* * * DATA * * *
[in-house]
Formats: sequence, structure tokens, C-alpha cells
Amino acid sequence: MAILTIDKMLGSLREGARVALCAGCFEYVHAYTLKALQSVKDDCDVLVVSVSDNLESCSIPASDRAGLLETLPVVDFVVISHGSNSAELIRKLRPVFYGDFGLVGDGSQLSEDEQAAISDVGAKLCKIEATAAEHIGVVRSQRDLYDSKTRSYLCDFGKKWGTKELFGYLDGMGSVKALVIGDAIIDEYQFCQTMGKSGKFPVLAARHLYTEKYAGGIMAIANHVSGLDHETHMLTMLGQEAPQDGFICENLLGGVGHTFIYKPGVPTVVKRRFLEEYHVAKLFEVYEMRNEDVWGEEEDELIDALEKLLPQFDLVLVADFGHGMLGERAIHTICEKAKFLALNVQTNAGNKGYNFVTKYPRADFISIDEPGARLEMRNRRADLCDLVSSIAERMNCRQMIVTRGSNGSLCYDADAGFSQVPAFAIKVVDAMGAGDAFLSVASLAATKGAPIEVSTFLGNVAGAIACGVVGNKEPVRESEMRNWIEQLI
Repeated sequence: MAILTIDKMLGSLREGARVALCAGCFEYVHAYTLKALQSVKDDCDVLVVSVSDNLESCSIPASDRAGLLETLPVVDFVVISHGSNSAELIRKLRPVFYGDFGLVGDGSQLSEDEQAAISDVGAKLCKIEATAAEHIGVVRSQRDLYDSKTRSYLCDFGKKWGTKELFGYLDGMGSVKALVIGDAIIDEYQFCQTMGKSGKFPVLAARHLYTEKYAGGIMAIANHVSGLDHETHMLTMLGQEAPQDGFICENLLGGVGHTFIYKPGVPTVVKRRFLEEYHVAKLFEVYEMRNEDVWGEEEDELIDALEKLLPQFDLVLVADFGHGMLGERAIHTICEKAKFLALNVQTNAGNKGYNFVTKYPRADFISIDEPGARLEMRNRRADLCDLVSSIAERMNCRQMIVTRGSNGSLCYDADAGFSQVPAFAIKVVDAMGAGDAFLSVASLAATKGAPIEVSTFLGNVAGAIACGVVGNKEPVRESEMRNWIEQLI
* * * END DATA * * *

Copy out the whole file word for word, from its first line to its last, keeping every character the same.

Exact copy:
[in-house]
Formats: sequence, structure tokens, C-alpha cells
Amino acid sequence: MAILTIDKMLGSLREGARVALCAGCFEYVHAYTLKALQSVKDDCDVLVVSVSDNLESCSIPASDRAGLLETLPVVDFVVISHGSNSAELIRKLRPVFYGDFGLVGDGSQLSEDEQAAISDVGAKLCKIEATAAEHIGVVRSQRDLYDSKTRSYLCDFGKKWGTKELFGYLDGMGSVKALVIGDAIIDEYQFCQTMGKSGKFPVLAARHLYTEKYAGGIMAIANHVSGLDHETHMLTMLGQEAPQDGFICENLLGGVGHTFIYKPGVPTVVKRRFLEEYHVAKLFEVYEMRNEDVWGEEEDELIDALEKLLPQFDLVLVADFGHGMLGERAIHTICEKAKFLALNVQTNAGNKGYNFVTKYPRADFISIDEPGARLEMRNRRADLCDLVSSIAERMNCRQMIVTRGSNGSLCYDADAGFSQVPAFAIKVVDAMGAGDAFLSVASLAATKGAPIEVSTFLGNVAGAIACGVVGNKEPVRESEMRNWIEQLI
Repeated sequence: MAILTIDKMLGSLREGARVALCAGCFEYVHAYTLKALQSVKDDCDVLVVSVSDNLESCSIPASDRAGLLETLPVVDFVVISHGSNSAELIRKLRPVFYGDFGLVGDGSQLSEDEQAAISDVGAKLCKIEATAAEHIGVVRSQRDLYDSKTRSYLCDFGKKWGTKELFGYLDGMGSVKALVIGDAIIDEYQFCQTMGKSGKFPVLAARHLYTEKYAGGIMAIANHVSGLDHETHMLTMLGQEAPQDGFICENLLGGVGHTFIYKPGVPTVVKRRFLEEYHVAKLFEVYEMRNEDVWGEEEDELIDALEKLLPQFDLVLVADFGHGMLGERAIHTICEKAKFLALNVQTNAGNKGYNFVTKYPRADFISIDEPGARLEMRNRRADLCDLVSSIAERMNCRQMIVTRGSNGSLCYDADAGFSQVPAFAIKVVDAMGAGDAFLSVASLAATKGAPIEVSTFLGNVAGAIACGVVGNKEPVRESEMRNWIEQLI